Another thing which is a pet bugbear of mine is the fanon idea that Snape routinely sprays spittle when he is speaking angrily. People, he only did it once in seven books, it was shortly after he'd been knocked out for almost an hour by a blow to the head, and it's a known symptom of concussion. And Hermione is only described as biting her lips eight times in seven years - which is a few more than anybody else, it's true, but still never more than twice in a year, so it's a thing canon Hermione does occasionally, not in every damned conversation.
Occasional grammatical oddities or spelling errors need not spoil an otherwise good story. Lots of grammatical oddities or spelling errors will make your story hard work to read, and most people won't bother. They can also interrupt the flow of the story and make it hard for readers to lose themselves in the writing and really believe in it, because noticeable errors have an effect on the reader akin to stubbing your toe while walking fast. If you sometimes type "nad" for "and" and "teh" for "the", or have commas where you should have full stops, few people will notice because their brain knows the word is meant to be "and" and reads smoothly past it. But if you keep on writing "defiantly" when you mean "definitely", every time the reader comes to it they'll pull up and go "Eh?", as if their train of thought just went over a sudden bump, and then they'll become disconnected from the story.
Also avoid very long paragraphs, a.k.a. The Block Paragraph of Doom: they give readers spots before the eyes, and make it very hard to re-find your place if you lose it. Ditto for centre justification, which is quite dizzying except when used for poetry with fairly short lines.
A lot of writers, fannish or otherwise, trip up on homophones (sound-alikes) such as peak, peek and pique, rain, rein and reign and pour and pore, and spellcheckers don't notice them. Here for the record are some examples many of which I've seen otherwise good writers trip over, and a few of which come from a list of commonly confused word-pairs:
Abet = to assist somebody to do something, especially something dodgy - as in the charge of "aiding and abetting" a crime.
Albeit = similar to "despite", but used in a slightly different construction. "Albeit that X is so" equates to "Despite X being so", and both mean "Even though it is the case that X is so". ["Despite that X is so" is also a valid construction iirc, but very old-fashioned.]
Abhor = to feel horror or disgust about something. If you say, as some people do, that something "abhorred me", you are saying that that something or someone found you to be repellant, not the other way round.
Appal = to cause someone else to feel horror or disgust. If you say that something "appalled me", you are saying that you found something or someone else to be repellant.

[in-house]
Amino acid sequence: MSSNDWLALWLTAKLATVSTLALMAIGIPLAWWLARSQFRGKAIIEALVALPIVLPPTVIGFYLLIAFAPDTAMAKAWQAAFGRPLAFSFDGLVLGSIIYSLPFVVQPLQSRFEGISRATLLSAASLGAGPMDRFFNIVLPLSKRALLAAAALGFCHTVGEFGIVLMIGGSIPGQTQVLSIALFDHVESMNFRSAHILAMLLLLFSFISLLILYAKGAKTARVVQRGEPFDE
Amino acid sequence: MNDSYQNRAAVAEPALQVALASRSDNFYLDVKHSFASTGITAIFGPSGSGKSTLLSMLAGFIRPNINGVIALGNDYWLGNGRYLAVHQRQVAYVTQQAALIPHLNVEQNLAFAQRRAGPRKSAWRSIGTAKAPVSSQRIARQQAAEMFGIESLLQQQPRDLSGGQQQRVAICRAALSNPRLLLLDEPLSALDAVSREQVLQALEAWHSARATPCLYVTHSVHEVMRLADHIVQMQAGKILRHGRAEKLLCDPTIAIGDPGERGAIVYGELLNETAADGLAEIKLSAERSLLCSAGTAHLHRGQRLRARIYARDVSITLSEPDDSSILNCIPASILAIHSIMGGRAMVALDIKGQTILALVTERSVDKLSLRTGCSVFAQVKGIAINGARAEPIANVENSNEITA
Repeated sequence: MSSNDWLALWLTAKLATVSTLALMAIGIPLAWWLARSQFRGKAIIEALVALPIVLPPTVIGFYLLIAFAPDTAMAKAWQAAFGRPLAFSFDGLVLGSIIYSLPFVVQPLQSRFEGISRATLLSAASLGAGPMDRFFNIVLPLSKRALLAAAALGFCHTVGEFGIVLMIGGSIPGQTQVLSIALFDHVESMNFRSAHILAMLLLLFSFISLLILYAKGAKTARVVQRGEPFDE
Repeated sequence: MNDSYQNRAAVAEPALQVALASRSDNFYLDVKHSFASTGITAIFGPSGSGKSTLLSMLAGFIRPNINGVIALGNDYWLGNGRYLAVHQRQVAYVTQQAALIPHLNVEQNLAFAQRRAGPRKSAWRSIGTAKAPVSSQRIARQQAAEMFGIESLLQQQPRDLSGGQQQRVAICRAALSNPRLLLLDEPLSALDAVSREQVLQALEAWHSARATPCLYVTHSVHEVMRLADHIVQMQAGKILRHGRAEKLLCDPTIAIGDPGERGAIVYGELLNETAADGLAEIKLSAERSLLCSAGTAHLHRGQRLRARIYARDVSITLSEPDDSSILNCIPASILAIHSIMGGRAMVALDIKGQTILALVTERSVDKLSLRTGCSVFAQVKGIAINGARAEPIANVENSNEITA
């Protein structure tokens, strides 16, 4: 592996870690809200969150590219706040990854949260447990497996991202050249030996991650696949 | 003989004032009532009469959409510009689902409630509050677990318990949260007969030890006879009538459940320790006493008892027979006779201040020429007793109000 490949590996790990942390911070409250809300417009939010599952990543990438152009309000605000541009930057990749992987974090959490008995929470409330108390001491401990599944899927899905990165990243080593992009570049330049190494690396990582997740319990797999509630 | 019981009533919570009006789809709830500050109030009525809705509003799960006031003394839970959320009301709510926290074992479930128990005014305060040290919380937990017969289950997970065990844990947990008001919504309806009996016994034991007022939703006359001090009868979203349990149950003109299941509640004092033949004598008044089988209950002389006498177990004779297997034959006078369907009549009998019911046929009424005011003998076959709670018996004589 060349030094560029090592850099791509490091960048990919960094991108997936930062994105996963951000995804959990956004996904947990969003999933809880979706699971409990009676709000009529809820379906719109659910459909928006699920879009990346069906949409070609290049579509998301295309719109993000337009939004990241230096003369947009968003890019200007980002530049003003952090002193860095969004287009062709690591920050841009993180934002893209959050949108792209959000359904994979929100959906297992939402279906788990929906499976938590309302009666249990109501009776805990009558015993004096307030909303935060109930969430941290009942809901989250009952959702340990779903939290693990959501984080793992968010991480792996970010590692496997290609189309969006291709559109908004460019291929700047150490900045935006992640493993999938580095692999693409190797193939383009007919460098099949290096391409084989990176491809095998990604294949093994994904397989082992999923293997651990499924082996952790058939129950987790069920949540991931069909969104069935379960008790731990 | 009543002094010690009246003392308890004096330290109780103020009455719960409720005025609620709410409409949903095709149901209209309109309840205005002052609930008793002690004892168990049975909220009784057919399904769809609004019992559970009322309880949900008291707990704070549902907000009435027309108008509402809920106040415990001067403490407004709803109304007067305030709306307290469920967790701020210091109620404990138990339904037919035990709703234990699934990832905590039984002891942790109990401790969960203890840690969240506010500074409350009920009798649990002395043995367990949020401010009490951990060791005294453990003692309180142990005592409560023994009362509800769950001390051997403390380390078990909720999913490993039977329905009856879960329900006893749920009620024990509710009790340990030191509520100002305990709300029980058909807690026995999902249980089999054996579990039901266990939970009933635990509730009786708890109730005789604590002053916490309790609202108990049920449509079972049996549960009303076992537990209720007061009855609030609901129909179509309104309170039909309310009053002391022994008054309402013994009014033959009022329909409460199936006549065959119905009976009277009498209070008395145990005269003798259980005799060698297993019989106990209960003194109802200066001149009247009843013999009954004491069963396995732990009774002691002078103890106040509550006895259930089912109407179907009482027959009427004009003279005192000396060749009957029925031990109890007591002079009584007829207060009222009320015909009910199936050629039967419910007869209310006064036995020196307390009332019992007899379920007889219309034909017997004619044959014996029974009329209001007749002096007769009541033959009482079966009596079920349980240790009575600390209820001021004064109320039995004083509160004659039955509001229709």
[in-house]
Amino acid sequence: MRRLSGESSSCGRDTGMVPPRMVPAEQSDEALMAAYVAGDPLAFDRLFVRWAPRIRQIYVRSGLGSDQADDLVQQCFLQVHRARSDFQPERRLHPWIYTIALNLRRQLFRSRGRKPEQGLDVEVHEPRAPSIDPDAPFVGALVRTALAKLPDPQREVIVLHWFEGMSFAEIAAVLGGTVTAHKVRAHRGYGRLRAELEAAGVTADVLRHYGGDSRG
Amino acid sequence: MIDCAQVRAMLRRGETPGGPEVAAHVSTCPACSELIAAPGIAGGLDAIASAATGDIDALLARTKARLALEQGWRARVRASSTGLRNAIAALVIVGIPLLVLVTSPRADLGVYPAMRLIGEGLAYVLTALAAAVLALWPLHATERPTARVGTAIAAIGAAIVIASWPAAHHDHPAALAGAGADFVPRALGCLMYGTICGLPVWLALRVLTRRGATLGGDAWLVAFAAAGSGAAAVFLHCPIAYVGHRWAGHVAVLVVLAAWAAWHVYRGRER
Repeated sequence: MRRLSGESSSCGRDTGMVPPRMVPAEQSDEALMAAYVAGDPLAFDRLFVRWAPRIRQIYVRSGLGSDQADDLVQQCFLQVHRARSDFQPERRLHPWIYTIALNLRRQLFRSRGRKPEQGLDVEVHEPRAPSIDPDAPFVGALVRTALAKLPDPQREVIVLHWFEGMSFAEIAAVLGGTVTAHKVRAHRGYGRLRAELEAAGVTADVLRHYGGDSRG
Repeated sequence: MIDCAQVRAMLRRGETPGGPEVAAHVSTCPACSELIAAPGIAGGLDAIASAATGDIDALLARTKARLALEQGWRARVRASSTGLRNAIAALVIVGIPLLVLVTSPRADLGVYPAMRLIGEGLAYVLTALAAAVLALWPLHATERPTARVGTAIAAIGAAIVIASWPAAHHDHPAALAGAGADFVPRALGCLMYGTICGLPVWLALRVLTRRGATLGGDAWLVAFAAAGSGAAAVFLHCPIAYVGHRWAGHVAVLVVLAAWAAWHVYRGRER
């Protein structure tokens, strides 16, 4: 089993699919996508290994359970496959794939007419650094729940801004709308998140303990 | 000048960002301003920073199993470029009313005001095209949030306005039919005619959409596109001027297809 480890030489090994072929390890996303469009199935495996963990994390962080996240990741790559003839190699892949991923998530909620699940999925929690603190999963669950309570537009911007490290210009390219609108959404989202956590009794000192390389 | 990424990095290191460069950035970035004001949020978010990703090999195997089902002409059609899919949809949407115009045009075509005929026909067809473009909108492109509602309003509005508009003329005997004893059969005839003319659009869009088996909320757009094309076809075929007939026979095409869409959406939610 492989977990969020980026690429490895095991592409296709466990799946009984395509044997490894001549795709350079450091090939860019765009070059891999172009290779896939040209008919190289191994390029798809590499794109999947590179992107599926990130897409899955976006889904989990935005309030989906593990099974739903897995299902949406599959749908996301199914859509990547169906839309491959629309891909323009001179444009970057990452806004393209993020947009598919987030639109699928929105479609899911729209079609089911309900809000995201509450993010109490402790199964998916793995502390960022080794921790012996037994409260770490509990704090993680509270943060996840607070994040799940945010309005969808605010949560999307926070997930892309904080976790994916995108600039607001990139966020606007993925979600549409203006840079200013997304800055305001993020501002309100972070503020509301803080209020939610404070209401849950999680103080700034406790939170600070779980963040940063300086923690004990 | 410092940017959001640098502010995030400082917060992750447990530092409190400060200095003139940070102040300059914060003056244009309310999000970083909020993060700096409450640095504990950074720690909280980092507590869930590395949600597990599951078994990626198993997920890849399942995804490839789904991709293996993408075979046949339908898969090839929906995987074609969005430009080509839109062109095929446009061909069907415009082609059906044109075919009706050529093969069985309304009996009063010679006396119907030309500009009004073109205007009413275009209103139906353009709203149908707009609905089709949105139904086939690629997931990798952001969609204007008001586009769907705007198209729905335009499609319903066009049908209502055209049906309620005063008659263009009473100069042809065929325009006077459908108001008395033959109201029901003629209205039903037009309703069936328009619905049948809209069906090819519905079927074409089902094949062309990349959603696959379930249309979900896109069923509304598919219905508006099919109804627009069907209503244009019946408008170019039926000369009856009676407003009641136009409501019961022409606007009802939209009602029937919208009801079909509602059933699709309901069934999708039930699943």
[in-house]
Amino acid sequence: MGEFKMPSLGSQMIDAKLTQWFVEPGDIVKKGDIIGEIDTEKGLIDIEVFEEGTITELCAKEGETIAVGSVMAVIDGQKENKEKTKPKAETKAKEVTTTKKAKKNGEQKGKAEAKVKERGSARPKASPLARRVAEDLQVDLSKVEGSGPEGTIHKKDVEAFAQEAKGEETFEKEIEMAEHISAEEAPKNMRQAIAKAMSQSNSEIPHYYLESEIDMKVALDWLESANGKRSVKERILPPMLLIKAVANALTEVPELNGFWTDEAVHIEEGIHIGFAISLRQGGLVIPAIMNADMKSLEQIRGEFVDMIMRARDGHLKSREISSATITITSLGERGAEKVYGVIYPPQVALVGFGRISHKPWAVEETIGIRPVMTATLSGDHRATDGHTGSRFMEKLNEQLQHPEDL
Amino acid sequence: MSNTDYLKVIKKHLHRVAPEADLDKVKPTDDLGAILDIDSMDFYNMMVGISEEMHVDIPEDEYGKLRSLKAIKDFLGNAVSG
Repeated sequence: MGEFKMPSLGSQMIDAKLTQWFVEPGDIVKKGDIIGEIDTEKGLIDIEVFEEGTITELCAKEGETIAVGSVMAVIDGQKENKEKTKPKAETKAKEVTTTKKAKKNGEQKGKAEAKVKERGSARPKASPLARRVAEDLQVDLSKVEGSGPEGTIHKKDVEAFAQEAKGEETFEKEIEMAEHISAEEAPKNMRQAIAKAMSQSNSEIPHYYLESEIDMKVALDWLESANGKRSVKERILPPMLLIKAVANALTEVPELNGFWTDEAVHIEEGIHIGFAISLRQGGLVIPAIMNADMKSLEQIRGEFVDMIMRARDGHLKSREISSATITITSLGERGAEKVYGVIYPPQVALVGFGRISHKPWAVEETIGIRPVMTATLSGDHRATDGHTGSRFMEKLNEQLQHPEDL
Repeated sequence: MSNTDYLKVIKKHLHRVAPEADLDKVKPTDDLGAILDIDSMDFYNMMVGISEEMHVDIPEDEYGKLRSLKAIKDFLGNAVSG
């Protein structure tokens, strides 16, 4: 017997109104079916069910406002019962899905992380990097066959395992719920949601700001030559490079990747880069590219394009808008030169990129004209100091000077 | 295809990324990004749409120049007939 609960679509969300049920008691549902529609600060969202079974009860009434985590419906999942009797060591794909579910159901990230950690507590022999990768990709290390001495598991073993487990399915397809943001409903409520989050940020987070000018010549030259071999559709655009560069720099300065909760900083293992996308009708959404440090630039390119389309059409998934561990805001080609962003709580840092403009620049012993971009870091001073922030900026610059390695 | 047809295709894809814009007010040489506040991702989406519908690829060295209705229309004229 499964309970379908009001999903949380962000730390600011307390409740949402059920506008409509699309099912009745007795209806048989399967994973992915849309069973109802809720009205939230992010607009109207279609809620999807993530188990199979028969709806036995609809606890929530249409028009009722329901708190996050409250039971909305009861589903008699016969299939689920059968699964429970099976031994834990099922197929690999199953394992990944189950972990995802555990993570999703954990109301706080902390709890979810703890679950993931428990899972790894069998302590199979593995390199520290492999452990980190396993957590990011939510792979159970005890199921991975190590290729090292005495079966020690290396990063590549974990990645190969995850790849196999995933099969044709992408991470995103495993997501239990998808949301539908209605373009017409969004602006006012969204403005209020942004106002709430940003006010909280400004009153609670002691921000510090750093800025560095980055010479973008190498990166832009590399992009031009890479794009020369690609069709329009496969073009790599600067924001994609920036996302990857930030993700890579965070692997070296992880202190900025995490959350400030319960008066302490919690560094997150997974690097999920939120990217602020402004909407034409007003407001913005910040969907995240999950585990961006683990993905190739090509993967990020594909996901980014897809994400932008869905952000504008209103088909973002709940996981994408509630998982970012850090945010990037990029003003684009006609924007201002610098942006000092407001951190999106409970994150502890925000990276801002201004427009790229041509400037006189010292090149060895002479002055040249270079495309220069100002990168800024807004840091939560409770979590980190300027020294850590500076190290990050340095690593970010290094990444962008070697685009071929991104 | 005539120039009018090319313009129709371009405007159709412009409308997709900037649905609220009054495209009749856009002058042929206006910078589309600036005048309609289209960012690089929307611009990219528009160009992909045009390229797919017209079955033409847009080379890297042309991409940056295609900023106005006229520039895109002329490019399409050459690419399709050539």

Absolve = to clear someone of blame, or forgive them for a blame which does exist.
Absorb = to soak something up or incorporate it into the thing doing the absorbing.
Accept = to go along with something, such as when you "accept the situation", or to allow somebody into a group.
Except = defines the excepted thing as not part of the group of things you are talking about. For example if you say "Everybody in this town is an idiot, present company excepted", you're saying that everybody in the town is an idiot "except" yourself and the person you are talking to (are presently keeping company with).
Affect = have an influence on something. "Affect" used as a noun is also the conscious experience of feeling emotion, and a thing which is "affecting" is emotionally touching. As a verb it can also mean to pretend or "affect" to be something you aren't, with the intention to deceive, and a person who is "affected" (rather than affected by something) is somebody with an artificial, probably over-refined manner.
Effect = the result of the influence something has on something. If A has an influence on B, then A affects B an a way which has an effect on B. To "effect" something, used as a verb, is also to succeed in bringing it into being ("He effected an escape"), and "effects", plural, can mean a person's moveable private possessions - that is, not their business tools, or large, fixed things such as a house or shed, but their books, clothes, shaving-kit, ornaments etc..
Aisle = a kind of internal corridor within a room, such as between rows of shelves in a shop, or rows of pews in a church.
Isle = an island.
Allegiance = your loyalty or support for something or someone on a large-scale, slightly impersonal level, such as your duty to an army of which you are a member, or your support for a football club.
Elegance = the state of being attractive in a calm, minimalist, graceful way. When said of a human or other animal, usually entails being fairly slim and moving in a controlled, smooth, economical way.
Allowed = permitted.
Aloud = doing in a clearly audible (noisy) way something which could potentially be done in silence, such as e.g. speaking a word instead of just thinking it.
Allude to = to refer to or mention something.
Elude = to avoid being cornered or captured in some way: to be elusive is to be hard to pin down.
Amounted to = added up to.
Surmounted = overcame, climbed over.
Appraise = to assess something, to measure or weigh it up - "He appraised the foundations."
Aprise = to let somebody know something - "I aprised him of the results". I got caught by this one myself.
Aquire = to come into possession of something.
Require = need or insist on having or doing something.